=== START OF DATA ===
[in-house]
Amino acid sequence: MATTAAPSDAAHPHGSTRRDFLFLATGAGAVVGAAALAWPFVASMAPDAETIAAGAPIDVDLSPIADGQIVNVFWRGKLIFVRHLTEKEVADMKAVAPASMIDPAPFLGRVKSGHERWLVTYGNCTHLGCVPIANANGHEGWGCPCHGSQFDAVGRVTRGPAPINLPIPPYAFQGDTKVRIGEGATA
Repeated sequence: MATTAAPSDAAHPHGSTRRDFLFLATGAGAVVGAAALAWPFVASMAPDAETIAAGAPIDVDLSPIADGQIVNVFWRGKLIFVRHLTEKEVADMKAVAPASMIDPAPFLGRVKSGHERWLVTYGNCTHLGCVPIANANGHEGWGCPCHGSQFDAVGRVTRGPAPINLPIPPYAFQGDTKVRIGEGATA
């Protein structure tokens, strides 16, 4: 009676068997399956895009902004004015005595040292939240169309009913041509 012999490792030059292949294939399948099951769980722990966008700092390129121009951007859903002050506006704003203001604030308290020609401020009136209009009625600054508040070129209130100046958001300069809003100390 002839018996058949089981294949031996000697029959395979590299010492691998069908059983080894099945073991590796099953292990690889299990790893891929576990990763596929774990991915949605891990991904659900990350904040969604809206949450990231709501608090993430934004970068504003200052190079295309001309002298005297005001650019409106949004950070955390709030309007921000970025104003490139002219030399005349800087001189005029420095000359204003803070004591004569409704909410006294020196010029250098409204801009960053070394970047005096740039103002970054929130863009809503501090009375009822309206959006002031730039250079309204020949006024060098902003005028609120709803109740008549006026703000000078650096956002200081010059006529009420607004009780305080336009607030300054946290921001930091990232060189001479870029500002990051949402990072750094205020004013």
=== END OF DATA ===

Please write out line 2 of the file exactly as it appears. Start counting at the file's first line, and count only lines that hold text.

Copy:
Amino acid sequence: MATTAAPSDAAHPHGSTRRDFLFLATGAGAVVGAAALAWPFVASMAPDAETIAAGAPIDVDLSPIADGQIVNVFWRGKLIFVRHLTEKEVADMKAVAPASMIDPAPFLGRVKSGHERWLVTYGNCTHLGCVPIANANGHEGWGCPCHGSQFDAVGRVTRGPAPINLPIPPYAFQGDTKVRIGEGATA